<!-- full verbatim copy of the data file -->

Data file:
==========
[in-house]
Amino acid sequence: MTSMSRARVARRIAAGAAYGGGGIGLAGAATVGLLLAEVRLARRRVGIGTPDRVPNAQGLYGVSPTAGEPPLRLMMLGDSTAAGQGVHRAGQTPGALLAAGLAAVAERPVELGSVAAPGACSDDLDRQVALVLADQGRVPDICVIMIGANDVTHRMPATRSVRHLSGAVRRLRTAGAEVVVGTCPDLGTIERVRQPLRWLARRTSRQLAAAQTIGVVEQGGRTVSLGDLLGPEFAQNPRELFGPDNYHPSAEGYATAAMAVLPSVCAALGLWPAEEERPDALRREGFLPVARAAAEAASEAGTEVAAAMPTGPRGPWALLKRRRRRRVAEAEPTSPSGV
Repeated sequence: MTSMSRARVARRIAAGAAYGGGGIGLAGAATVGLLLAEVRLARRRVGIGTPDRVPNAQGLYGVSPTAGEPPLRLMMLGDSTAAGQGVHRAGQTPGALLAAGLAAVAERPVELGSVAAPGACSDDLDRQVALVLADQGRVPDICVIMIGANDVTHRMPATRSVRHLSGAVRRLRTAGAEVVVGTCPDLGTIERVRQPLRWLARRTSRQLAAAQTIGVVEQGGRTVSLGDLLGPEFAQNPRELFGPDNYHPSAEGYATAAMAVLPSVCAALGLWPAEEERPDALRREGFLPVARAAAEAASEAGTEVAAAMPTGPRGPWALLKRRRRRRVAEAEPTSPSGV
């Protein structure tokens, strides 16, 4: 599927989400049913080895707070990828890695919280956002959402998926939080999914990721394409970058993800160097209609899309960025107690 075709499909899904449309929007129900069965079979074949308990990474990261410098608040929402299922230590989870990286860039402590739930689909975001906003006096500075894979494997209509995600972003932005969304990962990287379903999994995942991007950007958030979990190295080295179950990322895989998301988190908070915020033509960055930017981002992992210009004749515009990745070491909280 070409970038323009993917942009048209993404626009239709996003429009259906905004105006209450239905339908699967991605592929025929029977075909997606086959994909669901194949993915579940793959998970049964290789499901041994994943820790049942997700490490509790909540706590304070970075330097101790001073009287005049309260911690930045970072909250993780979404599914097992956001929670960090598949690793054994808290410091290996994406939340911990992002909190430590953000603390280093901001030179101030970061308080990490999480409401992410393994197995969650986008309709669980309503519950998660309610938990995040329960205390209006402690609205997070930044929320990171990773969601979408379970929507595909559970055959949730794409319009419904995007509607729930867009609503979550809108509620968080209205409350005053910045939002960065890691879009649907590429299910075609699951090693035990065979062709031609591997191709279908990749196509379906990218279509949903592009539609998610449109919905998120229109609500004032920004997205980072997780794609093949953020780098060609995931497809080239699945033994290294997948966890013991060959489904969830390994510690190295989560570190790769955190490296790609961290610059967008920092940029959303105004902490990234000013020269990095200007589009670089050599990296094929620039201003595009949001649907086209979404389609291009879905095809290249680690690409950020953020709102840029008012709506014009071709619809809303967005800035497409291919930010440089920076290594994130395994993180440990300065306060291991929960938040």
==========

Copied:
[in-house]
Amino acid sequence: MTSMSRARVARRIAAGAAYGGGGIGLAGAATVGLLLAEVRLARRRVGIGTPDRVPNAQGLYGVSPTAGEPPLRLMMLGDSTAAGQGVHRAGQTPGALLAAGLAAVAERPVELGSVAAPGACSDDLDRQVALVLADQGRVPDICVIMIGANDVTHRMPATRSVRHLSGAVRRLRTAGAEVVVGTCPDLGTIERVRQPLRWLARRTSRQLAAAQTIGVVEQGGRTVSLGDLLGPEFAQNPRELFGPDNYHPSAEGYATAAMAVLPSVCAALGLWPAEEERPDALRREGFLPVARAAAEAASEAGTEVAAAMPTGPRGPWALLKRRRRRRVAEAEPTSPSGV
Repeated sequence: MTSMSRARVARRIAAGAAYGGGGIGLAGAATVGLLLAEVRLARRRVGIGTPDRVPNAQGLYGVSPTAGEPPLRLMMLGDSTAAGQGVHRAGQTPGALLAAGLAAVAERPVELGSVAAPGACSDDLDRQVALVLADQGRVPDICVIMIGANDVTHRMPATRSVRHLSGAVRRLRTAGAEVVVGTCPDLGTIERVRQPLRWLARRTSRQLAAAQTIGVVEQGGRTVSLGDLLGPEFAQNPRELFGPDNYHPSAEGYATAAMAVLPSVCAALGLWPAEEERPDALRREGFLPVARAAAEAASEAGTEVAAAMPTGPRGPWALLKRRRRRRVAEAEPTSPSGV
């Protein structure tokens, strides 16, 4: 599927989400049913080895707070990828890695919280956002959402998926939080999914990721394409970058993800160097209609899309960025107690 075709499909899904449309929007129900069965079979074949308990990474990261410098608040929402299922230590989870990286860039402590739930689909975001906003006096500075894979494997209509995600972003932005969304990962990287379903999994995942991007950007958030979990190295080295179950990322895989998301988190908070915020033509960055930017981002992992210009004749515009990745070491909280 070409970038323009993917942009048209993404626009239709996003429009259906905004105006209450239905339908699967991605592929025929029977075909997606086959994909669901194949993915579940793959998970049964290789499901041994994943820790049942997700490490509790909540706590304070970075330097101790001073009287005049309260911690930045970072909250993780979404599914097992956001929670960090598949690793054994808290410091290996994406939340911990992002909190430590953000603390280093901001030179101030970061308080990490999480409401992410393994197995969650986008309709669980309503519950998660309610938990995040329960205390209006402690609205997070930044929320990171990773969601979408379970929507595909559970055959949730794409319009419904995007509607729930867009609503979550809108509620968080209205409350005053910045939002960065890691879009649907590429299910075609699951090693035990065979062709031609591997191709279908990749196509379906990218279509949903592009539609998610449109919905998120229109609500004032920004997205980072997780794609093949953020780098060609995931497809080239699945033994290294997948966890013991060959489904969830390994510690190295989560570190790769955190490296790609961290610059967008920092940029959303105004902490990234000013020269990095200007589009670089050599990296094929620039201003595009949001649907086209979404389609291009879905095809290249680690690409950020953020709102840029008012709506014009071709619809809303967005800035497409291919930010440089920076290594994130395994993180440990300065306060291991929960938040």